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Pakistan military, incoming PM pledge to fight U.S. drone campaign

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May 11, 2013: Former Prime Minister and leader of the Pakistan Muslim League-N party Nawaz Sharif waves to his supporters at a party office in Lahore, Pakistan.AP

The head of Pakistan's military has told the country's incoming prime minister that there is no secret agreement with the United States on the use of drones, FoxNews.com has learned.

Sources tell Fox News that Gen. Ashfaq Parvez Kayani says he will back Pakistan's new leader in an election pledge to counter the U.S. drone campaign, which has stoked anti-American sentiment among voters, and has become more of an issue with both the Pakistani military and the previous administration.

A change in the drone program would mark a distinct shift in U.S.-Pakistani relations. The previous Pakistani government,democratically elected in 2008, tacitly allowed the CIA to continue conducting unmanned aerial vehicle attacks on militants on Pakistani soil.

Nawaz Sharif, the twice-elected former prime minister who will once again lead a new government, has promised to change Pakistan’s foreign and national security policies when he takes office. He has said he will immediately raise the drone issue with the U.S., and wants to end strikes targeting militants in the country’s tribal belt, an area beyond Pakistani government control. Gen. Kayani has agreed to back Sharif on countering America’s drone campaign, according to sources.

Supporters of the U.S. drone strikes say the program has been instrumental in eliminating a large number of high-value targets in Al Qaeda and other extremist groups. According to the North America Foundation database, 355 drone strikes in Pakistan have killed as many as 3,314 people since 2004. Critics of the drone program, however, charge the attacks have had little actual effect on reducing the number of extremists.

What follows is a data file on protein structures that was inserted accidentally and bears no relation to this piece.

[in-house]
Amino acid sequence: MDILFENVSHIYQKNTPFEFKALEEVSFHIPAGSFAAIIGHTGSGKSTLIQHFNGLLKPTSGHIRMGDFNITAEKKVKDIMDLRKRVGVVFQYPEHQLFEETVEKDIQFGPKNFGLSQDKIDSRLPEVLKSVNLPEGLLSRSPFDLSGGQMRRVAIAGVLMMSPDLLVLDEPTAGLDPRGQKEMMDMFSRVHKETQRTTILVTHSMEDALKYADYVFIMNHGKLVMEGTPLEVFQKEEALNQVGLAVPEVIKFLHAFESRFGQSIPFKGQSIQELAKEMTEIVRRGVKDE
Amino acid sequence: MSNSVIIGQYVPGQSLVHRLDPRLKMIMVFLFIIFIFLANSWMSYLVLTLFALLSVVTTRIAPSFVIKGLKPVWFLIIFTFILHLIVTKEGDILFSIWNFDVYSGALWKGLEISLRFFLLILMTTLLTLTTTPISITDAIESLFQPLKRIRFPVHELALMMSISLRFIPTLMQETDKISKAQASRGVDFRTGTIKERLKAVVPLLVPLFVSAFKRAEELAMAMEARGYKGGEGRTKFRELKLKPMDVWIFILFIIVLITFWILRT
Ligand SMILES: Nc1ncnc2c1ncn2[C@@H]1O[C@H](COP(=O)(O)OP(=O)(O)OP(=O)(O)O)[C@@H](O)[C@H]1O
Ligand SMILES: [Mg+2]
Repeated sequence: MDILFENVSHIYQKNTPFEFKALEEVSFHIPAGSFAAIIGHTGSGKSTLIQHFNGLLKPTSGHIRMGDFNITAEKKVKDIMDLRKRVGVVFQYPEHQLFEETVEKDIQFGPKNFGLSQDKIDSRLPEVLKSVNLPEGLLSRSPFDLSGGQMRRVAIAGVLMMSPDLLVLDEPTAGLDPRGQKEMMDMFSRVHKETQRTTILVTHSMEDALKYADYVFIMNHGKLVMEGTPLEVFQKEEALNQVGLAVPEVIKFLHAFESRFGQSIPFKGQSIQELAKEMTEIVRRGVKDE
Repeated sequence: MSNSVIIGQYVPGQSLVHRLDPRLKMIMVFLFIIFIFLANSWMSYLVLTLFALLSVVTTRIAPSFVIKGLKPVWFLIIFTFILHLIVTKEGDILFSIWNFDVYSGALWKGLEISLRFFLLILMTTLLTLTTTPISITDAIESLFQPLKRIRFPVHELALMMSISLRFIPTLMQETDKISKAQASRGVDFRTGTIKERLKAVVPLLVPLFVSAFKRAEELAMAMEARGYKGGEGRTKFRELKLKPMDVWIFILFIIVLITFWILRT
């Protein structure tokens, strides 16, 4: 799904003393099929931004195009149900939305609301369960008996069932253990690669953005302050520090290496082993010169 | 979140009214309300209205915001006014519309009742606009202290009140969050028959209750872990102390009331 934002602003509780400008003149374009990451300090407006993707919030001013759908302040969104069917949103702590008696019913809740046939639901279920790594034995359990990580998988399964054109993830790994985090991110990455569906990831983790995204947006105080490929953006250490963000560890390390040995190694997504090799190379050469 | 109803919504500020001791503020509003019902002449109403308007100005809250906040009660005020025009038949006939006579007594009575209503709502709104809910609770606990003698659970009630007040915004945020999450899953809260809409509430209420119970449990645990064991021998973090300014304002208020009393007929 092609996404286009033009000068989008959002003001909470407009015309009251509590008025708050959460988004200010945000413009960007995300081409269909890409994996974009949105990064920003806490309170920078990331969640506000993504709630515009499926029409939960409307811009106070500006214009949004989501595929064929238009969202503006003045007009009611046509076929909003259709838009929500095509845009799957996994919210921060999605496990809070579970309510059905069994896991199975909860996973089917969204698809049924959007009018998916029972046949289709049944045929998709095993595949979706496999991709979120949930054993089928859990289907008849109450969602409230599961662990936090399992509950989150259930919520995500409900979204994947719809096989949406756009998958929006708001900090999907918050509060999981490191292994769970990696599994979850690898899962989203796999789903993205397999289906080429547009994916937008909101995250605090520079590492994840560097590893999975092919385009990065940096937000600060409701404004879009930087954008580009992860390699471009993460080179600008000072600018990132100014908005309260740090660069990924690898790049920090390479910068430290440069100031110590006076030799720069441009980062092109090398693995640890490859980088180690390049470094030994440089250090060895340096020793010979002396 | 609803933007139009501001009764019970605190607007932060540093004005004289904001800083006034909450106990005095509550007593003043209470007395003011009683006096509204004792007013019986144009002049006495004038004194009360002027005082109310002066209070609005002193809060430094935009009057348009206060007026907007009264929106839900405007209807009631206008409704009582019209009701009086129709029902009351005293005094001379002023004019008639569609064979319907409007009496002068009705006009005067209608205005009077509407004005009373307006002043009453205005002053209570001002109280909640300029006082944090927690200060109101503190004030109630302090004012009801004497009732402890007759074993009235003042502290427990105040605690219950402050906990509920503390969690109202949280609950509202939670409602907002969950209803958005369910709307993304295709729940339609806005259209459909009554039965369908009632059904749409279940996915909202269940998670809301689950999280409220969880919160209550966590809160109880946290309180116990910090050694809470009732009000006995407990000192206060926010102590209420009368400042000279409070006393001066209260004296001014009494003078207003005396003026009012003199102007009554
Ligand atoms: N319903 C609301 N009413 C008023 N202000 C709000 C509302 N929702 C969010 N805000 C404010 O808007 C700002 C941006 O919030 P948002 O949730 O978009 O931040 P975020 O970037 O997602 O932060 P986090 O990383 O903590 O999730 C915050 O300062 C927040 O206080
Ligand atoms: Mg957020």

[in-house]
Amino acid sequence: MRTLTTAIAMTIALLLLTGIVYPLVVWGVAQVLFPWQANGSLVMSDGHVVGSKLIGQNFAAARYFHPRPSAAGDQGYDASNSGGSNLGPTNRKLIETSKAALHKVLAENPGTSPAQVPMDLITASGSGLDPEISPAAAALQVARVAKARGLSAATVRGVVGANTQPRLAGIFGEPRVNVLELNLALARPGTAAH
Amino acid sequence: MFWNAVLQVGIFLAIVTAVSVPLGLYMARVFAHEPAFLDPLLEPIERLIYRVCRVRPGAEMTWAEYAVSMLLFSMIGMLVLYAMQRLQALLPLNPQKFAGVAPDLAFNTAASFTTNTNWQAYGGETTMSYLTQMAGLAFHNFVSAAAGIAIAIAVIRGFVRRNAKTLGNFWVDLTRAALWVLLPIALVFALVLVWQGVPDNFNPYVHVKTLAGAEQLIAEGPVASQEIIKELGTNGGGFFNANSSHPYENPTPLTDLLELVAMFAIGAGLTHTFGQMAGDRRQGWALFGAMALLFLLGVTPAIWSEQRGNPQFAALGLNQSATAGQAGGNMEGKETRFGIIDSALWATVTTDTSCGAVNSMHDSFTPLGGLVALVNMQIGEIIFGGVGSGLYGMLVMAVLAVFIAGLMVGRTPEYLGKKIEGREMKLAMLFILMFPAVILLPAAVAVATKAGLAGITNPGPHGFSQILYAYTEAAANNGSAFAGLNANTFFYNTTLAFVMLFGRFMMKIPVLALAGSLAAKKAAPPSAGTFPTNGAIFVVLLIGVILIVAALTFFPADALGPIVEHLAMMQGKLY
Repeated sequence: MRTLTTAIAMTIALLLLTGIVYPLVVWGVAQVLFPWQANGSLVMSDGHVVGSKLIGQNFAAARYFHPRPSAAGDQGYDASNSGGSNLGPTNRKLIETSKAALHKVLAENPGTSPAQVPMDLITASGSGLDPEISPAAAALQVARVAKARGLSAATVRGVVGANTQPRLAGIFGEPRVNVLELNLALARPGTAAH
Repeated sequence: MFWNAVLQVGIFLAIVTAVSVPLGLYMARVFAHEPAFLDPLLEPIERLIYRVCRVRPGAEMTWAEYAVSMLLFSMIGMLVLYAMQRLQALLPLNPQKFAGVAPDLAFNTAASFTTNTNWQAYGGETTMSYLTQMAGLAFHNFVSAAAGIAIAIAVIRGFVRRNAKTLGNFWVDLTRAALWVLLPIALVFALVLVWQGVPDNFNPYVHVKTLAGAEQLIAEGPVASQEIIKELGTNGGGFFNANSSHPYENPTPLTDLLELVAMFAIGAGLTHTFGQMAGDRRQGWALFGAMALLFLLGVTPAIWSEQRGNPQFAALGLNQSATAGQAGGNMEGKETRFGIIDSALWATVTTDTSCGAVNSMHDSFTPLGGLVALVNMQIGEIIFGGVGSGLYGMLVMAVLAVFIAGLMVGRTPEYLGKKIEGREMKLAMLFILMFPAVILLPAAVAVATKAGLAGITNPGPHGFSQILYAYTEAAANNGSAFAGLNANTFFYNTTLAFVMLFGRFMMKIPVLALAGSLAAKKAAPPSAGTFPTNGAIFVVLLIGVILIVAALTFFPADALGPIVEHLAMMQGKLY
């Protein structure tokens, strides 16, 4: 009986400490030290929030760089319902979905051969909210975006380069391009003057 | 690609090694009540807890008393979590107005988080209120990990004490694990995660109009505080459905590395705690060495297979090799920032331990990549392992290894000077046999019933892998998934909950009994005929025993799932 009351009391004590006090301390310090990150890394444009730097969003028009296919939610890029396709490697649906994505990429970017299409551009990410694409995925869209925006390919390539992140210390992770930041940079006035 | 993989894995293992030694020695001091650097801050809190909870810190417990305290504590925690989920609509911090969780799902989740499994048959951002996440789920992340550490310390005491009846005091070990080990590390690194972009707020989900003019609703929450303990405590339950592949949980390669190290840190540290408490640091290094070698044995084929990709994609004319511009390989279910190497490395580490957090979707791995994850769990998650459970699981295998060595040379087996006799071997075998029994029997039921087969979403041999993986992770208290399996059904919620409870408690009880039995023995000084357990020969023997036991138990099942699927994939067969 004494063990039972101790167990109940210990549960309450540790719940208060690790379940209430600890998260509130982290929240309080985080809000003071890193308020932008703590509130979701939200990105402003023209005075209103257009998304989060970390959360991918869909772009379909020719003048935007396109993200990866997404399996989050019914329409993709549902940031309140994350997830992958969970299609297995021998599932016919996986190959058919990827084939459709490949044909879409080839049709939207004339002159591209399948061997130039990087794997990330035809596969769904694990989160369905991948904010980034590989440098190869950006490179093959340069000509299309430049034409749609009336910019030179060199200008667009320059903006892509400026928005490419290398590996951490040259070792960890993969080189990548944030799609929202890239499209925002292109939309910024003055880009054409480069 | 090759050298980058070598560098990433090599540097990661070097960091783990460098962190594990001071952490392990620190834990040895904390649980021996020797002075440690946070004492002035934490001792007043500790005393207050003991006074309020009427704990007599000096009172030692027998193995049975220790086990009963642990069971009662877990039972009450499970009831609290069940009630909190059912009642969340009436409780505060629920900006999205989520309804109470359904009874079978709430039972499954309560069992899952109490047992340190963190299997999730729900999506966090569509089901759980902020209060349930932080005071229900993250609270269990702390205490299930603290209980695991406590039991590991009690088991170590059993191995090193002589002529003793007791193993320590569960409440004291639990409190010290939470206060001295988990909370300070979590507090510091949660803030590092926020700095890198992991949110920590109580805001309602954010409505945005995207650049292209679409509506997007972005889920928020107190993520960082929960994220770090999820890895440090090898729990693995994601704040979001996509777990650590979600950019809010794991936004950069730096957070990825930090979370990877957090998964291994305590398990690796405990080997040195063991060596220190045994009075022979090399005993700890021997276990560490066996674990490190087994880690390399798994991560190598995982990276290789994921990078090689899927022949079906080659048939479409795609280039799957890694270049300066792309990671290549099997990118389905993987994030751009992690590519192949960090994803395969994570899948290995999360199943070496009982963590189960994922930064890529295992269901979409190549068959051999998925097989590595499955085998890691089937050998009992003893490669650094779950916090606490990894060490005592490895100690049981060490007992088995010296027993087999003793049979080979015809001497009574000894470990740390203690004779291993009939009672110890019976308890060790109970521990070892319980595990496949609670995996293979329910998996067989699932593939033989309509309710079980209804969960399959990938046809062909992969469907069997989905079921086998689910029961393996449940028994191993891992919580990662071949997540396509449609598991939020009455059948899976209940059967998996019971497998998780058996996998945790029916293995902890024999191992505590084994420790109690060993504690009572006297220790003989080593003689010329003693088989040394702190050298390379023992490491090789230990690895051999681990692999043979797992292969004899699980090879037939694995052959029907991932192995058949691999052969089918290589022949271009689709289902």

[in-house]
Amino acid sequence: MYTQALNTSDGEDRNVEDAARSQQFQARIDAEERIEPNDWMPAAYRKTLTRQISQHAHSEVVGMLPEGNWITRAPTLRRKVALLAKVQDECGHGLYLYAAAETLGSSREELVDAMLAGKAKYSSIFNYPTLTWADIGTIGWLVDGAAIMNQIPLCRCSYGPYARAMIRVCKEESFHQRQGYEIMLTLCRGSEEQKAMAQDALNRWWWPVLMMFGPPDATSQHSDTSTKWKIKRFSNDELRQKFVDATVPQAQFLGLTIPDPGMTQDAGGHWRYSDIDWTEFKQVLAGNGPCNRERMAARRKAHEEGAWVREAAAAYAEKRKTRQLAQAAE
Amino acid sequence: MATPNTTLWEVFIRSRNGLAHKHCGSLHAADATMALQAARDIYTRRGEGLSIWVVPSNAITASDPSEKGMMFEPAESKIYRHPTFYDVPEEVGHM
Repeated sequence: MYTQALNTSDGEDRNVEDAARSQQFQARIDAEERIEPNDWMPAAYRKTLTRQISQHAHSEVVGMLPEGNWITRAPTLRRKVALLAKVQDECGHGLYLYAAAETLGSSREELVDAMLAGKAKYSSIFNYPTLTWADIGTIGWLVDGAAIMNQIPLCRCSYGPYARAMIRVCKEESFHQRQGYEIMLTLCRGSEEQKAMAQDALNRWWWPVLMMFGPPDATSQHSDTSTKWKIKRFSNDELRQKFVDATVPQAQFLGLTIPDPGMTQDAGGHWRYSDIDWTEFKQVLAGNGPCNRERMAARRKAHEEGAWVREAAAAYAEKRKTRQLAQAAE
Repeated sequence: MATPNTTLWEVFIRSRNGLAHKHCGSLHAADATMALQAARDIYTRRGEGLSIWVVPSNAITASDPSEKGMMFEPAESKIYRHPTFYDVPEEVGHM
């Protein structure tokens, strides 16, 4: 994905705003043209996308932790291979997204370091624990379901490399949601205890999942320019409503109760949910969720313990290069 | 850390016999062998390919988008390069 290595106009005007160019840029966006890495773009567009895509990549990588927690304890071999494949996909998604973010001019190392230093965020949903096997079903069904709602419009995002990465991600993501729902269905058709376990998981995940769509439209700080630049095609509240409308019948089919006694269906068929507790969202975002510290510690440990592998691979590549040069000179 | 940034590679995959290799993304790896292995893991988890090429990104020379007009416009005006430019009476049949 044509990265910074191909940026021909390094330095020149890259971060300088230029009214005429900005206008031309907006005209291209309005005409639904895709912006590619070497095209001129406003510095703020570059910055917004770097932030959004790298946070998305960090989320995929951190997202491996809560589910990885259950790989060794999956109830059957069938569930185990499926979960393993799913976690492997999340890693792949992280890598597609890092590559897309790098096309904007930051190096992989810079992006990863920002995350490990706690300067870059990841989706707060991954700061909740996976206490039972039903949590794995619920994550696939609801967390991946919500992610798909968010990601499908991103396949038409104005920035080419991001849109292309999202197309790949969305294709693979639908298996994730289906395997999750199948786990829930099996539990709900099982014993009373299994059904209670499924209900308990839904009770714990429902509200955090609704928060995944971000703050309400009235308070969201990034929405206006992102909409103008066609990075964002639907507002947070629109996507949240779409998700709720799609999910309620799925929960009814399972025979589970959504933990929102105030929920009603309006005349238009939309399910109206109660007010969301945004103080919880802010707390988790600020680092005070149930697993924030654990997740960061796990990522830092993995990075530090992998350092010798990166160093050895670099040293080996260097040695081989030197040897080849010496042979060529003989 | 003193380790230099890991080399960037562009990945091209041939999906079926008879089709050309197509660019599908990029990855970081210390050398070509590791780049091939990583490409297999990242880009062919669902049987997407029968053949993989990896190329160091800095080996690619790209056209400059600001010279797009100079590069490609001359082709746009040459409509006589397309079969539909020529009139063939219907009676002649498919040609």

Pakistan still harbors and supports America's most wanted. Mullah Omar, spiritual leader of the Afghan Taliban, is believed to hiding in Pakistan, while Hafiz Muhammad Saeed, leader of the terror ring suspected of orchestrating the Mumbai attacks in 2008, roams freely. Al Qaeda's new chief, Ayman Al-Zawahiri, may also be hiding in the rugged, mountainous border between the Pakistan-Afghanistan.

“I think the diplomatic rhetoric of just condemning the strike, logging a complaint to the [US] ambassador, and leaving the issue until the next [drone attack] isn’t the way we’ll handle this,”a senior member of PML-N said, speaking on the condition of anonymity, as he wasn’t authorized to talk to media before the formation of the government strategy. “We need to be given a chance to bring the tribal region under [the] constitutional umbrella.”

Sharif has also said he is willing to talk to the Taliban in an effort to end the violence in the region.

“Many lives have been lost and the economy is in dire straits – if Taliban want to have dialogue, we should seriously consider,” he said in a pre-parliamentary speech on Monday. “Why can’t we talk to the Taliban to make our country peaceful.”

Many observers have questioned why Sharif’s PML-N and Imran Khan, the legendary cricketer turned politician who heads the PTI political party, were spared by the onslaught of attacks by the Taliban in the run-up to elections, while other secular and religious parties were targeted.